Junior members of staff were instructed by Mulholland to work at other hospital sites, but were never paid a penny by LPS. Instead, Mulholland signed off for them to be paid up to 30 hours a month extra from the NHS’ budget under the banner of “emergency call-out work”.

Comment from NHS Protect

Sue Frith, managing director of NHS Protect, observed: “John Mulholland and his associates have tried their utmost to avoid returning any of what they stole to the NHS. Our investigators didn’t rest on their laurels after putting them behind bars, but rather worked tirelessly to recover as much public money as they could. The message here is clear: defrauding the NHS results not only in criminal records. Career and financial consequences can also be very severe.”

Frith added: “All suspicions of fraud reported to NHS Protect will be followed up and investigated wherever appropriate. We press for the prosecution of offenders and seek the strongest possible sanctions.”

During the period of the fraud, London Perfusion Science Ltd provided perfusion services to Hammersmith and St Mary’s Hospitals (Imperial College Healthcare NHS Trust), the John Radcliffe Hospital (Oxford University Hospitals NHS Trust), St George’s Hospital, Tooting (St George’s Healthcare NHS Trust), King’s College Hospital (King’s College Hospital NHS Foundation Trust), The Heart Hospital (University College London Hospitals NHS Foundation Trust) and also to the London Independent Hospital.

About the Author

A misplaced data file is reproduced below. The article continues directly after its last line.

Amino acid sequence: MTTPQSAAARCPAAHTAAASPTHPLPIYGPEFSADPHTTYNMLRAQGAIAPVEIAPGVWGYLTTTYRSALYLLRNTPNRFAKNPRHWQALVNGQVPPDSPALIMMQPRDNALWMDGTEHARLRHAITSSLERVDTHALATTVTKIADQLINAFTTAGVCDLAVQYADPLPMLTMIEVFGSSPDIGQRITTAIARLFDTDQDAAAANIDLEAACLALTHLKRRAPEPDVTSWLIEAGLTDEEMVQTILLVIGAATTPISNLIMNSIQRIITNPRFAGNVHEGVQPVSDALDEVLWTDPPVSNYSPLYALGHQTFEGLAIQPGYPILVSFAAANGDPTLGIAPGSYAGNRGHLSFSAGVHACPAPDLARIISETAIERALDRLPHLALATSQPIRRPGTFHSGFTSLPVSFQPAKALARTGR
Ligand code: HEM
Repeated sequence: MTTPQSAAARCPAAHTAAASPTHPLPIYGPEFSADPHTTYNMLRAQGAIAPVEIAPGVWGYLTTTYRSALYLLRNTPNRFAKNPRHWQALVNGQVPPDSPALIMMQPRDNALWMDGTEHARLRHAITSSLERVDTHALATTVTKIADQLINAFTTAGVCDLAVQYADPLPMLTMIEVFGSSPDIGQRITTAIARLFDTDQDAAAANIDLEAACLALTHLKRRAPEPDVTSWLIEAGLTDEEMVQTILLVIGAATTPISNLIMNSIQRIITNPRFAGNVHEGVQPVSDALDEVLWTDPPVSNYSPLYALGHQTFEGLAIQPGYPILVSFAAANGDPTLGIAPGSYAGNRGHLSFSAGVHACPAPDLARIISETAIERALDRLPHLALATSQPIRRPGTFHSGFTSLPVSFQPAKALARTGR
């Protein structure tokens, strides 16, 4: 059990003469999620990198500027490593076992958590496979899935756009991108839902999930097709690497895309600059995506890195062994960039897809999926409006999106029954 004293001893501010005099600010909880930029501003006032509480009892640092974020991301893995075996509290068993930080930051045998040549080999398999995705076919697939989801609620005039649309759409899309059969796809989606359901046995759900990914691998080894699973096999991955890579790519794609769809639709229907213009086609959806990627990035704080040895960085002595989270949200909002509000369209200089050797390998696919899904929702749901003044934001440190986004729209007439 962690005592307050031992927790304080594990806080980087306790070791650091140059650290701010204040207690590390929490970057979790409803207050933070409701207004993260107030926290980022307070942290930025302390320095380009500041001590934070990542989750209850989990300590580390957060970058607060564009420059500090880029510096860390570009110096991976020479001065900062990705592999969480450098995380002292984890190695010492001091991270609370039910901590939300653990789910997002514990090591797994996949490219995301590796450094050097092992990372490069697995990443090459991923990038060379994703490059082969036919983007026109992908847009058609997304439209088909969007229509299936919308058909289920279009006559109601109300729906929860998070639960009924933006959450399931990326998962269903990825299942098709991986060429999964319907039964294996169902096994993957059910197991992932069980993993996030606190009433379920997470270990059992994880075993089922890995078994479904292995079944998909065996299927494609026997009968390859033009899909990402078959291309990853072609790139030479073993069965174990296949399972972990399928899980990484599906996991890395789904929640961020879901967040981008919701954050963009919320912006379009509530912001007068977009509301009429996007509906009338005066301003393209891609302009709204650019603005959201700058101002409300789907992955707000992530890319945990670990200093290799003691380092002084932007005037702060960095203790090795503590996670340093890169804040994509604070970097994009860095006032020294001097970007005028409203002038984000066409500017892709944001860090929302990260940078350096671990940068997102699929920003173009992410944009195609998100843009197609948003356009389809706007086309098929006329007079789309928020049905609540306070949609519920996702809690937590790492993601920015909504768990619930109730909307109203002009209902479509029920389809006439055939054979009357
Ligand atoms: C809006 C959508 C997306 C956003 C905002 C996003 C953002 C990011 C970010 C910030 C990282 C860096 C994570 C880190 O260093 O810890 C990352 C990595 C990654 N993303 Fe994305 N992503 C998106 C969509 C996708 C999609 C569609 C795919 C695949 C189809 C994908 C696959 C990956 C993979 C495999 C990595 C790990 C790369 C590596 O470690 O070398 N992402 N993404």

Brian Sims BA (Hons) Hon FSyI, Editor, Risk UK (Pro-Activ Publications) Beginning his career in professional journalism at The Builder Group in March 1992, Brian was appointed Editor of Security Management Today in November 2000 having spent eight years in engineering journalism across two titles: Building Services Journal and Light & Lighting. In 2005, Brian received the BSIA Chairman’s Award for Promoting The Security Industry and, a year later, the Skills for Security Special Award for an Outstanding Contribution to the Security Business Sector. In 2008, Brian was The Security Institute’s nomination for the Association of Security Consultants’ highly prestigious Imbert Prize and, in 2013, was a nominated finalist for the Institute's George van Schalkwyk Award. An Honorary Fellow of The Security Institute, Brian serves as a Judge for the BSIA’s Security Personnel of the Year Awards and the Securitas Good Customer Award. Between 2008 and 2014, Brian pioneered the use of digital media across the security sector, including webinars and Audio Shows. Brian’s actively involved in 50-plus security groups on LinkedIn and hosts the popular Risk UK Twitter site. Brian is a frequent speaker on the conference circuit. He has organised and chaired conference programmes for both IFSEC International and ASIS International and has been published in the national media. Brian was appointed Editor of Risk UK at Pro-Activ Publications in July 2014 and as Editor of The Paper (Pro-Activ Publications' dedicated business newspaper for security professionals) in September 2015. Brian was appointed Editor of Risk Xtra at Pro-Activ Publications in May 2018.